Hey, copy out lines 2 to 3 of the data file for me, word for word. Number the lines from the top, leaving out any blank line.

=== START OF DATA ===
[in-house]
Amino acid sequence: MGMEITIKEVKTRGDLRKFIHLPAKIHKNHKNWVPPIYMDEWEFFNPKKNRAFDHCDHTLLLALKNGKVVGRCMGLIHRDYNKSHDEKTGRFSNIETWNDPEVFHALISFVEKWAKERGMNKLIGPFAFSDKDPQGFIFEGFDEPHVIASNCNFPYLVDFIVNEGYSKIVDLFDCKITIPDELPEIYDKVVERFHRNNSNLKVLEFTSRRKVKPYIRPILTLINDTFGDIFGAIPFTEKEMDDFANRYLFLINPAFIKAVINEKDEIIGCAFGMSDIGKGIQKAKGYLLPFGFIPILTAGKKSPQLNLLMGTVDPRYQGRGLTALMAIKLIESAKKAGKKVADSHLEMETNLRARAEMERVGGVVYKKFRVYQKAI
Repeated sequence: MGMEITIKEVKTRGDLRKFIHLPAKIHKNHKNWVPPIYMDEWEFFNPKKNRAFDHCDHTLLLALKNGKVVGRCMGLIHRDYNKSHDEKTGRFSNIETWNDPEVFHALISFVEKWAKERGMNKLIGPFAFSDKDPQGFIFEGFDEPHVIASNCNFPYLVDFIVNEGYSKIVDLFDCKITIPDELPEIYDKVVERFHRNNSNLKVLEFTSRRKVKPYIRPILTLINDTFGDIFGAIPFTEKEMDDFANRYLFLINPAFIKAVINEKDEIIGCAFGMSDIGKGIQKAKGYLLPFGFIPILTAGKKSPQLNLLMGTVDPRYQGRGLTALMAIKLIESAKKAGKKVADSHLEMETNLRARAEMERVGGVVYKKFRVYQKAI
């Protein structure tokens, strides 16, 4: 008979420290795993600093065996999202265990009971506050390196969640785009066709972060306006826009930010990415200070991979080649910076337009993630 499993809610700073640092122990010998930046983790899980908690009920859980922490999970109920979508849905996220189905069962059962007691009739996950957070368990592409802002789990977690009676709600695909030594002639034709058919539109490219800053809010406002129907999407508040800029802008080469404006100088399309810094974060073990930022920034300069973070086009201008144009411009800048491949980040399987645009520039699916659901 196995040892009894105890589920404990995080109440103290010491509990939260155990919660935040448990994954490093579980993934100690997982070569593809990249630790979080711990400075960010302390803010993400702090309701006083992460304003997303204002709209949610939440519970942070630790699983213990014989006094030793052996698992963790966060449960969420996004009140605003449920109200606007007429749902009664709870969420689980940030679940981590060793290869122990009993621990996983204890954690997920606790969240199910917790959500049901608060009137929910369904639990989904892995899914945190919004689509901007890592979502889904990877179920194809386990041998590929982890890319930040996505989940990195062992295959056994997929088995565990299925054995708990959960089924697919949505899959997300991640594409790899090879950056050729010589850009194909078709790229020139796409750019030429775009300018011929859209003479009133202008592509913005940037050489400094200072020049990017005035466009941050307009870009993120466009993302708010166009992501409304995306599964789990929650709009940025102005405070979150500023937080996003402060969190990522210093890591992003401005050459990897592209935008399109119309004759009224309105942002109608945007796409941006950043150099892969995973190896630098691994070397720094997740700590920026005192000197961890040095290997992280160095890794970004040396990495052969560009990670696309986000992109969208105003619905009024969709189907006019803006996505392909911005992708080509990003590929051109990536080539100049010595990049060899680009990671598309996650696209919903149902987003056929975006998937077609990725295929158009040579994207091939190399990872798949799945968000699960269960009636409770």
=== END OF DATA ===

Amino acid sequence: MGMEITIKEVKTRGDLRKFIHLPAKIHKNHKNWVPPIYMDEWEFFNPKKNRAFDHCDHTLLLALKNGKVVGRCMGLIHRDYNKSHDEKTGRFSNIETWNDPEVFHALISFVEKWAKERGMNKLIGPFAFSDKDPQGFIFEGFDEPHVIASNCNFPYLVDFIVNEGYSKIVDLFDCKITIPDELPEIYDKVVERFHRNNSNLKVLEFTSRRKVKPYIRPILTLINDTFGDIFGAIPFTEKEMDDFANRYLFLINPAFIKAVINEKDEIIGCAFGMSDIGKGIQKAKGYLLPFGFIPILTAGKKSPQLNLLMGTVDPRYQGRGLTALMAIKLIESAKKAGKKVADSHLEMETNLRARAEMERVGGVVYKKFRVYQKAI
Repeated sequence: MGMEITIKEVKTRGDLRKFIHLPAKIHKNHKNWVPPIYMDEWEFFNPKKNRAFDHCDHTLLLALKNGKVVGRCMGLIHRDYNKSHDEKTGRFSNIETWNDPEVFHALISFVEKWAKERGMNKLIGPFAFSDKDPQGFIFEGFDEPHVIASNCNFPYLVDFIVNEGYSKIVDLFDCKITIPDELPEIYDKVVERFHRNNSNLKVLEFTSRRKVKPYIRPILTLINDTFGDIFGAIPFTEKEMDDFANRYLFLINPAFIKAVINEKDEIIGCAFGMSDIGKGIQKAKGYLLPFGFIPILTAGKKSPQLNLLMGTVDPRYQGRGLTALMAIKLIESAKKAGKKVADSHLEMETNLRARAEMERVGGVVYKKFRVYQKAI